Logitech Harmony Elite vs. SevenHugs Smart Remote

If you’re interested in a sophisticated universal remote, but you’d like less remote overall, the SevenHugs Smart Remote is a compelling alternative to the Harmony Elite. It’s much smaller at just a little over 2 ounces and 5.4 inches tall, and instead of a hub and smartphone app, the SevenHugs remote uses sensors to create what the company calls “a digital map” of the devices in a particular room. The remote intelligently picks up on what you’re pointing at and allows you to enact scenes that include multi-step commands such as dimming the lights and turning on Netflix. The manufacturer says it’s compatible with over 650,000 devices from streamers to thermostats, outlets, and lights, and there’s no limit to how many devices it can control. It does lack voice assistant support or the ability to control devices beyond a single room, however.

Curious about other options? Head to our roundup of recommended universal remotes to see what else is available.

A top-tier option for the home device gearhead.

The Logitech Harmony Elite is a high-end universal remote that’s equipped to automate your Smart home. If you’re enthusiastic about diving into the nitty gritty of programming every detail and have an extensive equipment setup that includes Smart-home devices like Smart air conditioners or Smart plugs, this may be the ideal device to add to the mix. Those looking for a slightly cheaper and less involved option might consider another Logitech remote that scales back on both.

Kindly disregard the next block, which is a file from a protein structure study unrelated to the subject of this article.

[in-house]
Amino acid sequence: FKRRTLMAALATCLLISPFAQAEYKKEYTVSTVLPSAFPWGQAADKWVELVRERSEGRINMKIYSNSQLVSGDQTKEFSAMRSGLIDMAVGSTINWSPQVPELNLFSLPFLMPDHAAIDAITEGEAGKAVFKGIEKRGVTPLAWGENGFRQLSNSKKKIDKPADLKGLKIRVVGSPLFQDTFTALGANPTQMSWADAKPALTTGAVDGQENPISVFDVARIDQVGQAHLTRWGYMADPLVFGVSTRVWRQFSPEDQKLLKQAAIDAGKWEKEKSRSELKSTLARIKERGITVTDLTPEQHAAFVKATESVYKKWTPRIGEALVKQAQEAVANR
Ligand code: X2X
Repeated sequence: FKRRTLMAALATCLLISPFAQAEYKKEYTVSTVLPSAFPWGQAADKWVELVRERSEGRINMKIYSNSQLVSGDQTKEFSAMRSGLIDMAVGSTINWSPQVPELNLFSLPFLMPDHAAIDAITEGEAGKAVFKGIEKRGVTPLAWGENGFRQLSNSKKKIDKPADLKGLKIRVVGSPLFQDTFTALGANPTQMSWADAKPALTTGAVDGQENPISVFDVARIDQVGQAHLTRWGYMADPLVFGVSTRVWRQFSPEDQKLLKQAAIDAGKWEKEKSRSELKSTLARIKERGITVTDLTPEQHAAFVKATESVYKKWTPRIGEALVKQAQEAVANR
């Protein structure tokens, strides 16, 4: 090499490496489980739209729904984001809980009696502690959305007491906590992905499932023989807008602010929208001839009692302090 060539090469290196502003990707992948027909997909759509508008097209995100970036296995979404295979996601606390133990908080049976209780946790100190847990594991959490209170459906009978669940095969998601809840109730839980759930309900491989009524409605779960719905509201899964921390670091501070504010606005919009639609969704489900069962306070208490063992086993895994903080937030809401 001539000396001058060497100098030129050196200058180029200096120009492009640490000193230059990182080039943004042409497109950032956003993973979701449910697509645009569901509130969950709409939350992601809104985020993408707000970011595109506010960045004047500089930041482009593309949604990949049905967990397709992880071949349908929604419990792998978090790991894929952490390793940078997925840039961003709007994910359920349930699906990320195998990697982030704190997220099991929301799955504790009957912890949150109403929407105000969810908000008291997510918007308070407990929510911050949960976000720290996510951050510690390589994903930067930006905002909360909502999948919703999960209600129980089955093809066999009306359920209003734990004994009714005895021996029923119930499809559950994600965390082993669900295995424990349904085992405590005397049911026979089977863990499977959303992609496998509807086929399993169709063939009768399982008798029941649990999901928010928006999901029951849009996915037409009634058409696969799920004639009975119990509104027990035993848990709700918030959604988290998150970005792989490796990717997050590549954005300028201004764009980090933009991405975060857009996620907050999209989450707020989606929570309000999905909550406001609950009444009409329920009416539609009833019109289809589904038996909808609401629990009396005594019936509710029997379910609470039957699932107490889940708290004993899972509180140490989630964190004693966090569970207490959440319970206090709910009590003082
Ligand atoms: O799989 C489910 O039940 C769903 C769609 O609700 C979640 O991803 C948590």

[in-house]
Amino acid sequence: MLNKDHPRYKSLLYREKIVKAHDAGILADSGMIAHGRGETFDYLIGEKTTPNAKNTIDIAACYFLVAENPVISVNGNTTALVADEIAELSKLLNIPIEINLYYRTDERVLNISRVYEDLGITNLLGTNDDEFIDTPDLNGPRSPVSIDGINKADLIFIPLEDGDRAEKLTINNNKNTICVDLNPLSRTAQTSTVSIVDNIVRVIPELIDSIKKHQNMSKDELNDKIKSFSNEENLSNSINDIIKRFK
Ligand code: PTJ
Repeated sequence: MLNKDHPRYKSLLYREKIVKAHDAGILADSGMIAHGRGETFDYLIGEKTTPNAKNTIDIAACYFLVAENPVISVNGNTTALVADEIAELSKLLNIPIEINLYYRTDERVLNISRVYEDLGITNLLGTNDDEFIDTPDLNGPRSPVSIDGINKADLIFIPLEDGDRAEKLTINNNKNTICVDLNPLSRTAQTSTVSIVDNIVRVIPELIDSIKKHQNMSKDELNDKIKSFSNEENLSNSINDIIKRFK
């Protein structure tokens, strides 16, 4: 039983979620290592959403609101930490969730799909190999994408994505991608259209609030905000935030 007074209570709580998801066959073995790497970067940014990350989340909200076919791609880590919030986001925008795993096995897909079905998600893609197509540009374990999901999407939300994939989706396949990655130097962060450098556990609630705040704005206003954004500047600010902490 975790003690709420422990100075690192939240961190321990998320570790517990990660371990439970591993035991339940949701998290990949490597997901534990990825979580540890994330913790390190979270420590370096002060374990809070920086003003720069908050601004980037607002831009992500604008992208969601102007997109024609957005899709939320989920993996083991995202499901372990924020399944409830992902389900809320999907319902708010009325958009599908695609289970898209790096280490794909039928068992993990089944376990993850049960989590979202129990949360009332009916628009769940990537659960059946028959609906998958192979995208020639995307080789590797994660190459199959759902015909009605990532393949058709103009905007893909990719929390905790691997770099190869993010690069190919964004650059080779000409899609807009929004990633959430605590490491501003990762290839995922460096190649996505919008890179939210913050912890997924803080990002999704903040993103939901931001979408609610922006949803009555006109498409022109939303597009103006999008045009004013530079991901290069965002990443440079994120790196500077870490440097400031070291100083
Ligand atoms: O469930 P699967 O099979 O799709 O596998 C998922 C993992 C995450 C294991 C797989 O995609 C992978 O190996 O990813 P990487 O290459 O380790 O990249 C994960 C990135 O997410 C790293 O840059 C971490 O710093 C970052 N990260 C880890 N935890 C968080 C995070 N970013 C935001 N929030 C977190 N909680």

Logitech Harmony Elite

Do you know what I find frustrating? Remote controls. They seem to multiply in my household, yet incomprehensibly the ONE remote I am looking for can never be found. Every time I buy a new device, it comes with a remote control. Then I have to learn how to use the damned thing all over again.

And don’t get me started on batteries…

Logitech Harmony Elite

After using the Logitech Harmony Elite for the last couple of months, I can happily say it has cured my frustrations with remote controls. In fact, now I quite like them (or more specifically, it). There are many, many things about the Harmony Elite that make me feel this way. Let’s dive in and take a close look at what makes this universal remote so special.


I have tried several universal remotes in the past, but they have all suffered the same fate. The problem was consistently the same – they couldn’t quite replace every function of my standard remote controls. With most universal remotes I could program them well enough that they covered the basics, but inevitably there would be something they couldn’t quite manage and I would have to dig the old remote out from the back of a drawer, dust if off and fix the problem.

Guess what would happen then? The old remote would stay out and the universal remote would be forgotten.

For a universal remote to be worthwhile, it has to be able to be set up to replace EVERY function of the original remotes, on every device. The Logitech Harmony Elite does that brilliantly. It takes some patience with setting up, and you do have to be specific when selecting your devices, but the effort is well-and-truly worthwhile. The Harmony Elite is in a league of its own when it comes to universal control.

The Key to Success